- An explosion in Nashville linked to a parked RV left three people injured and destroyed much of a downtown street on Christmas Day.
- Authorities called the blast “intentional,” and hundreds of investigators quickly fanned out to determine a motive and pinpoint a culprit.
- Witnesses and authorities reported that shortly before the RV exploded, an audio recording warned that a bomb would go off in 15 minutes and urged people to evacuate.
- As of Saturday evening, authorities had not yet identified a suspect, but were searching the home of a possible “person of interest.”
- Visit Business Insider’s homepage for more stories.
Hundreds of federal investigators continued their search on Saturday for a suspect and motive behind the bomb that obliterated much of a a downtown Nashville street early on Christmas morning and injured three people.
A number of media outlets reported Saturday that police were searching for a “person of interest” in connection with the explosion, whom CBS News identified as 63-year-old Anthony Quinn Warner.
Federal agents converged on Warner’s home in Antioch, Tennessee, on Saturday afternoon and conducted a search. Warner owned an RV that appeared to be a similar make and model to the one used in Friday’s explosion, according to CBS.
Authorities said Friday they believed the blast was “intentional.”
Police and witnesses reported that the RV emitted an audio recording warning that a bomb would detonate in 15 minutes and urging them to flee.
One local business owner told The Tennessean that the RV had been there since at least Thursday night.
“It’s a miracle that no residents were killed,” said Tennessee Gov. Bill Lee in a Saturday morning tweet. Lee said he and his wife toured the site where the explosion occurred and saw “shocking” damage.
—Metro Nashville PD (@MNPDNashville) December 25, 2020
Nashville Mayor John Cooper announced on Saturday that the city will enter a curfew until Sunday afternoon. “This is an active crime scene,” Cooper said. “I would encourage people not to come to downtown Nashville until that curfew is lifted.”
Tennessee’s governor requested federal aid to assist recovery efforts
President Donald Trump and President-elect Joe Biden had been briefed on the incident, the Hill reported.
“The President is grateful for the incredible first responders and praying for those who were injured,” said White House spokesperson Judd Deere.
On Saturday morning, Gov. Lee tweeted out a request for Trump to declare an emergency and allocate federal aid to support recovery efforts.
“Preliminary reports show 41 businesses were damaged by the explosion. These buildings, many of which are historic, and others will need to be assessed by an engineer for structural integrity and safety,” he wrote in a letter requesting emergency assistance.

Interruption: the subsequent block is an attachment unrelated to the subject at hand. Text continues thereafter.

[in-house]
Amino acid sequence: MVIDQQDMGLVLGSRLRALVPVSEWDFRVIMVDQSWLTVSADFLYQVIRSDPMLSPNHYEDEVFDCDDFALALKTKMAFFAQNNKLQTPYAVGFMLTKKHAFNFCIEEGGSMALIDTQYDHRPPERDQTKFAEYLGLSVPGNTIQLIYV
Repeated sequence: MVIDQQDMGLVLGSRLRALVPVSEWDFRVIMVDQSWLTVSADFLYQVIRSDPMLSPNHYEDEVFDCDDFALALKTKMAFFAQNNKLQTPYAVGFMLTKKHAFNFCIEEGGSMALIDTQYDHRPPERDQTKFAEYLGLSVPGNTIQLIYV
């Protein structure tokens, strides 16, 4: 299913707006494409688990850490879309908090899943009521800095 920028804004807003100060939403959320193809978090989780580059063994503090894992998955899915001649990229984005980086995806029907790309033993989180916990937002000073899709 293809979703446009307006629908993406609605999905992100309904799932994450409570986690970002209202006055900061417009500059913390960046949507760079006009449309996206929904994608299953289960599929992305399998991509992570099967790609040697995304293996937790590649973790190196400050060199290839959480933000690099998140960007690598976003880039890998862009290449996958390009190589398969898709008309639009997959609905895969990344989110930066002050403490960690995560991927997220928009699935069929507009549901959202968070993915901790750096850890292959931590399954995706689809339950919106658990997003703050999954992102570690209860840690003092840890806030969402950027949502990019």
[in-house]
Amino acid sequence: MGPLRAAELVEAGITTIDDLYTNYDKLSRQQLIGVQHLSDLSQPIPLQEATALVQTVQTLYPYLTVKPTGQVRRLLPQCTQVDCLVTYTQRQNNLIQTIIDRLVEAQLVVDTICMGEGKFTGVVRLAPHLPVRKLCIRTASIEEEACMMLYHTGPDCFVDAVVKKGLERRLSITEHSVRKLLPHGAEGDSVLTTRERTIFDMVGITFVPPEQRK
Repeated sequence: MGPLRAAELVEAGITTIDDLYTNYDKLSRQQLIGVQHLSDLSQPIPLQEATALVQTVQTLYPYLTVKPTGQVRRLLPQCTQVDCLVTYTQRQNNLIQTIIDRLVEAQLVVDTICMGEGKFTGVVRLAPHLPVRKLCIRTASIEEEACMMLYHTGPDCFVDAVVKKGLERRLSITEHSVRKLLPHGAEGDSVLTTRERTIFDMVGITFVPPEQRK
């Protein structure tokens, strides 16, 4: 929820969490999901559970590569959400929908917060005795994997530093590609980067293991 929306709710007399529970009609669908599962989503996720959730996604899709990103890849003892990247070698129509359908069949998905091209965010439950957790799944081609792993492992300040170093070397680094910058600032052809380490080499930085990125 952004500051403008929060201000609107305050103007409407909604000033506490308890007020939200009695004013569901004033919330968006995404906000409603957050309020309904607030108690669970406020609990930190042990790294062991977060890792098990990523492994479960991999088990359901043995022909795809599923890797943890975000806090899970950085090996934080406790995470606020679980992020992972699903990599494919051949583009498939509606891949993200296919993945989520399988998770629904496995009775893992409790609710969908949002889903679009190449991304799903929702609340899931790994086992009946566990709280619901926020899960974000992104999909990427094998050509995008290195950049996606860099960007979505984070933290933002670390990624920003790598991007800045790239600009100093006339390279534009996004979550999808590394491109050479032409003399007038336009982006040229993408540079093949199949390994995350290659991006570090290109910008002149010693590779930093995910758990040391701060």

“The severity and magnitude of the current situation is such that effective response is beyond the capabilities of the State and affected local governments,” he added in the letter. “As a result, federal assistance under the Stafford Act is necessary to supplement the efforts and available resources.”
The Stafford Act allows a president to declare an incident or circumstance a national emergency and move federal resources to aid those affected by it.
—Gov. Bill Lee (@GovBillLee) December 26, 2020
‘It felt like a bomb.’
Buck McCoy, who lives near the area, told the Associated Press: “All my windows, every single one of them got blown into the next room. If I had been standing there it would have been horrible.”
“It felt like a bomb. It was that big,” he added. Local reports said the explosion could be heard from miles away.
Police say the explosion occurred outside a building on Second Avenue North. They closed a 10-block radius around the explosion site.
Authorities are not aware of whether anyone was inside the vehicle.
CBS News first reported that possible human remains were found near the explosion, but law enforcement told the outlet it’s still unclear whether the remains belonged to a victim or someone connected to the explosion.
Local and federal agencies, including the FBI, are investigating the incident, according to a press release from the Nashville Police Department. The area has been shut down to accommodate the investigation.
The Federal Aviation Administration has temporarily barred pilots from flying through the airspace above the explosion cite, classifying it as “national Defense Airspace,” according to ABC affiliate WKRN. Pilots flying into the area “may be intercepted, detained and interviewed by law enforcement/security personnel,” WKRN reported.
As the Tennessean reported, the explosion caused damage to AT&T facilities, which affected service for some in Nashville and other nearby areas, a spokesperson told the outlet. Flights from the Nashville International Airport and emergency lines like 911 access to police was also disrupted as a result of the explosion, the Tennessean reported.
AT&T is actively working with local authorities to repair services, as well as dispatched national disaster recovery teams to fix the problem, the company said in a statement Friday evening.
“Power is essential to restoring wireless and wireline communications and we are working with law enforcement to get access to our equipment and make needed repairs. Given the damage to our facility, it will take time to restore service,” the statement said. “We have already rerouted significant traffic from this facility and are bringing in other equipment, including numerous portable cell sites to the area.”
In a tweet shortly after the incident, Gov. Lee expressed his condolences for those injured.
“We will supply all of the resources needed to determine what happened and who was responsible,” he said, adding he is “praying for those who were injured and we thank all of our first responders who acted so quickly this morning.”
This story is developing. Please check back for more updates.